“Do not be anxious about anything, but in everything , by prayer and petition, with thanksgiving, present your requests to God” – Philippians 4:6
Today I had a mini-breakdown of sorts. I was sitting in my office, trying to do work when I became very anxious. I don’t know about you, but with me this is something that happens every now and then. I’m not really sure what triggers it. It starts as just thinking about one thing, which will lead me to start thinking about something else, which leads to something else and so on until I’m bombarded with everything that has been on my mind lately. And once that happens, I begin to feel the need to have everything resolved right now. The realization that it can’t all be resolved right now causes me more stress, to the point that I feel a tightening in my chest and my breathing becomes strained.
When this starts happening, my first urge is to eat, especially when one of the many things on my mind is worrying about the food in my fridge going bad. I know this is not right. I consider it a problem when something goes wrong and I am more apt to opening the refrigerator than opening my Bible. To me this is no better than someone who opens a bottle of alcohol or pack of cigarettes when he or she becomes anxious. Fortunately, when this anxiety hit me today I was at work and didn’t have access to my fridge. BUT I was able to go to God in prayer and discuss with him all the many things that were causing me to be anxious. And let me tell you, that was all I needed to do.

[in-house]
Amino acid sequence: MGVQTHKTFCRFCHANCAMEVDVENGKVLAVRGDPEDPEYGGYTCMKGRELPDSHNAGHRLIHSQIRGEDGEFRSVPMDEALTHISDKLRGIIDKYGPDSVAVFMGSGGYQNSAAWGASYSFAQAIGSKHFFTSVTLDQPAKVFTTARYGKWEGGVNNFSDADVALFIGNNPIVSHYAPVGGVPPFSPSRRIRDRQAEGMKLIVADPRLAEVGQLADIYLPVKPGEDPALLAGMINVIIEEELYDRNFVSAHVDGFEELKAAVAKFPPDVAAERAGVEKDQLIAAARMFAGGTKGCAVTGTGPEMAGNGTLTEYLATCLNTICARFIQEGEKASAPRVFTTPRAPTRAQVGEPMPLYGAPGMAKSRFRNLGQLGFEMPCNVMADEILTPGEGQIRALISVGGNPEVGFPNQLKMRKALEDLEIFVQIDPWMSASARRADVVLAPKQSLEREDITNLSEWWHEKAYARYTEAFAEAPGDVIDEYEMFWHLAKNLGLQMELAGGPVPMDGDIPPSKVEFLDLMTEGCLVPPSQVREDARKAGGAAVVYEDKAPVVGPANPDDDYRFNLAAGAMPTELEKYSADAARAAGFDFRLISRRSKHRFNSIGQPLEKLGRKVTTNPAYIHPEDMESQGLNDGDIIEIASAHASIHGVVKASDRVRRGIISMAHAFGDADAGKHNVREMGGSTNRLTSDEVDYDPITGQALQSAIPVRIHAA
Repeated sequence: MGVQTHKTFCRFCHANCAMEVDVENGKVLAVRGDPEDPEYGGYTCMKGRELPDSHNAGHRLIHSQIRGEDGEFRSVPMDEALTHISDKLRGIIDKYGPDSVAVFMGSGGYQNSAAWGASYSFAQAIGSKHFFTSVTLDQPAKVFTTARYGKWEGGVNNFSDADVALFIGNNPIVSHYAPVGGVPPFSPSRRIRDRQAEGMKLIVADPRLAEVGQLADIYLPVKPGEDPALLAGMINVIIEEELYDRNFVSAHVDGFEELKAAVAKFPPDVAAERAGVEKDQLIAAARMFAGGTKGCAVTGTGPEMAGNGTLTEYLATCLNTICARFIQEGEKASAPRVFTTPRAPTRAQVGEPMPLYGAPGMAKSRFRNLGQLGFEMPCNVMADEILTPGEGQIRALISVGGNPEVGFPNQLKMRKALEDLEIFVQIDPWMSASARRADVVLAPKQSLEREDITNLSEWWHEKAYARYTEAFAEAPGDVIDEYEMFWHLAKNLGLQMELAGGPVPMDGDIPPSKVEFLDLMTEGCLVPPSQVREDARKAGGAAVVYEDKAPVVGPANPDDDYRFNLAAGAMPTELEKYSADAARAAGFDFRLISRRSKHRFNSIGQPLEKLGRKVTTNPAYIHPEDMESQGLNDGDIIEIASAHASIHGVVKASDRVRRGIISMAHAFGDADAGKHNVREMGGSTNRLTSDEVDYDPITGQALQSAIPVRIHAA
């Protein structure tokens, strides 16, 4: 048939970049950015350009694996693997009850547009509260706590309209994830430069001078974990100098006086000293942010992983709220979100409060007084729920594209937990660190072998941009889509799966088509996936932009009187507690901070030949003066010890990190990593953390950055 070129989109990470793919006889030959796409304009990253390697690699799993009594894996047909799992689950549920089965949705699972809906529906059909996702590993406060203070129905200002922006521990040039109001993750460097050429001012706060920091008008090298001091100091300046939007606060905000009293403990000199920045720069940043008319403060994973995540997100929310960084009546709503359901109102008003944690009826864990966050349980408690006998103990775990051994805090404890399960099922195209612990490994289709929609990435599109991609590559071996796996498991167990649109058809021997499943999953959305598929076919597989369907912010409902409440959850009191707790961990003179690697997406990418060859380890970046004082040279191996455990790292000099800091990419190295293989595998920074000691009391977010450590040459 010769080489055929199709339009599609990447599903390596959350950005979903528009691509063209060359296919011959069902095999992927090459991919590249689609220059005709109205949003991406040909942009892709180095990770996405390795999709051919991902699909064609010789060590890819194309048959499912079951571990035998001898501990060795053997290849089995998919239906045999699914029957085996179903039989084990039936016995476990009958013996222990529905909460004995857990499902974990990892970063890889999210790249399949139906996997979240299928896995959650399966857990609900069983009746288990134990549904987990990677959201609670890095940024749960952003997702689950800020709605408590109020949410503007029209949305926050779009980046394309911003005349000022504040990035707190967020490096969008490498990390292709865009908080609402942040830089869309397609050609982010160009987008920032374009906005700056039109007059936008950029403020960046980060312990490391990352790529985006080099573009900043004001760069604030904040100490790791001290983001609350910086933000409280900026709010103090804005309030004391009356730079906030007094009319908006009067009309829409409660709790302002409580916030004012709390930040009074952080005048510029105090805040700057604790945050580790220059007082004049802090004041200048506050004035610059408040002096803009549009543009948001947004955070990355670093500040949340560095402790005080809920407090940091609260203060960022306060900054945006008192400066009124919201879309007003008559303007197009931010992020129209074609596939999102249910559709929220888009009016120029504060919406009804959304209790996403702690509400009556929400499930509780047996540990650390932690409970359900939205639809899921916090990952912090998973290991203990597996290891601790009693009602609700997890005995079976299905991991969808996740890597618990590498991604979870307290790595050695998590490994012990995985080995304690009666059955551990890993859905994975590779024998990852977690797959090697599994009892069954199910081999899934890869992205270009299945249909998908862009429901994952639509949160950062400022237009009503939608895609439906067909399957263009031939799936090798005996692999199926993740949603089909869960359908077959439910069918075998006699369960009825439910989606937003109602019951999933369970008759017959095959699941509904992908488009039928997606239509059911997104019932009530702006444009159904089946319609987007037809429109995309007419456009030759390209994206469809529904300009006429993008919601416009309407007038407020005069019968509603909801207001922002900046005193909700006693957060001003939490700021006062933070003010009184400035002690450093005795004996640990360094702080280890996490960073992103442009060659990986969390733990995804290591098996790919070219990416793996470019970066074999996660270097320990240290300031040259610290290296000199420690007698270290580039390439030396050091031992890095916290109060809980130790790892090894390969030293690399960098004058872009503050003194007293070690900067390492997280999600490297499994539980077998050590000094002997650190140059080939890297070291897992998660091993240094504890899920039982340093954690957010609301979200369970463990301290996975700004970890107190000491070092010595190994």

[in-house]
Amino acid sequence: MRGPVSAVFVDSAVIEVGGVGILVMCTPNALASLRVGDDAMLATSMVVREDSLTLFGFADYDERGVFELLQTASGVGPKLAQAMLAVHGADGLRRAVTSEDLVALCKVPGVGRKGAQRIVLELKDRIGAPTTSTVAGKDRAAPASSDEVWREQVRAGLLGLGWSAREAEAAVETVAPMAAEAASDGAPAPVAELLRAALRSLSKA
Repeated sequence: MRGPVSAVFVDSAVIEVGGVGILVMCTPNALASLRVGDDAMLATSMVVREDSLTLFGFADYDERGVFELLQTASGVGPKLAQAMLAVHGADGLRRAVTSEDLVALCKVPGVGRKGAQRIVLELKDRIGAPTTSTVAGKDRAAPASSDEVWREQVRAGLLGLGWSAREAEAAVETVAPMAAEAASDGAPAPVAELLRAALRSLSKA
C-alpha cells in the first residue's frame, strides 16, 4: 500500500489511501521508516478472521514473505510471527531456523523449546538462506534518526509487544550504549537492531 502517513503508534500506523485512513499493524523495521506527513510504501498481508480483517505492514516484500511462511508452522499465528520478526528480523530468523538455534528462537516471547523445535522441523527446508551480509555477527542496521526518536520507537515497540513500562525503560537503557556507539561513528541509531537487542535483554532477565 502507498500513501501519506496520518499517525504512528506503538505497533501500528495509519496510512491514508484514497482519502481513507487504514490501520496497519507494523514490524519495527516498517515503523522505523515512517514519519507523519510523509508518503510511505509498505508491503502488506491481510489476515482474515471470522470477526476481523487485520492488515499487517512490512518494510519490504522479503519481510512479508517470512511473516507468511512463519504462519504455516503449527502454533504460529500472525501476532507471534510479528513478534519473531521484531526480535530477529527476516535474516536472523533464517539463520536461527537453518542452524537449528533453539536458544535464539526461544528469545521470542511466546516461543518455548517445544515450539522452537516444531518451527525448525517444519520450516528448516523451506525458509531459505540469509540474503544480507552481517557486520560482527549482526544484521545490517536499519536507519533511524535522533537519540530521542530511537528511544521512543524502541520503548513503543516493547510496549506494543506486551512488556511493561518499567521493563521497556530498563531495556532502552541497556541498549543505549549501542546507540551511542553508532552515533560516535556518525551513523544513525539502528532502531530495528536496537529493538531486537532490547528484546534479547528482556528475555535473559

This incident was a reminder to me though. I have to be careful to not make a false god out of food, even the healthy stuff. I think it’s a good thing that I am trying to eat more healthfully, but it must be kept in its proper place. Food can’t become a crutch that I lean on more than God. If, instead of eating when I feel anxious, I take it to God in prayer, the Bible tells me that “the peace of God, which transcends all understanding, will guard your hearts and your minds in Christ Jesus.” That sounds like a much better outcome than a food coma.